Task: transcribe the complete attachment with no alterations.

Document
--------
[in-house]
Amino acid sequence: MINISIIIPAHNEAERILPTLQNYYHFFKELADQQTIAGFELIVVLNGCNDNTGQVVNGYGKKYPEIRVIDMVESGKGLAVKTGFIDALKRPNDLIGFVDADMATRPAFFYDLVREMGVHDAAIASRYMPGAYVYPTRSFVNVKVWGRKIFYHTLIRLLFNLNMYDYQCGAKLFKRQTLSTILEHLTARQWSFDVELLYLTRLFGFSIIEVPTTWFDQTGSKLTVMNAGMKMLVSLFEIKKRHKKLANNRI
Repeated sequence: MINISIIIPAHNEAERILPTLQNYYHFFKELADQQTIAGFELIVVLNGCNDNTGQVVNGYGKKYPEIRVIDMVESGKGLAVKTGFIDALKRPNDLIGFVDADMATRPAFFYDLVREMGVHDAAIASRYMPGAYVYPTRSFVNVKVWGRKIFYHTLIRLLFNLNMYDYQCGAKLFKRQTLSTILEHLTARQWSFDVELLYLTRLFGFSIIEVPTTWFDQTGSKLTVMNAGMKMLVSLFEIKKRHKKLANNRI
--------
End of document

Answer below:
[in-house]
Amino acid sequence: MINISIIIPAHNEAERILPTLQNYYHFFKELADQQTIAGFELIVVLNGCNDNTGQVVNGYGKKYPEIRVIDMVESGKGLAVKTGFIDALKRPNDLIGFVDADMATRPAFFYDLVREMGVHDAAIASRYMPGAYVYPTRSFVNVKVWGRKIFYHTLIRLLFNLNMYDYQCGAKLFKRQTLSTILEHLTARQWSFDVELLYLTRLFGFSIIEVPTTWFDQTGSKLTVMNAGMKMLVSLFEIKKRHKKLANNRI
Repeated sequence: MINISIIIPAHNEAERILPTLQNYYHFFKELADQQTIAGFELIVVLNGCNDNTGQVVNGYGKKYPEIRVIDMVESGKGLAVKTGFIDALKRPNDLIGFVDADMATRPAFFYDLVREMGVHDAAIASRYMPGAYVYPTRSFVNVKVWGRKIFYHTLIRLLFNLNMYDYQCGAKLFKRQTLSTILEHLTARQWSFDVELLYLTRLFGFSIIEVPTTWFDQTGSKLTVMNAGMKMLVSLFEIKKRHKKLANNRI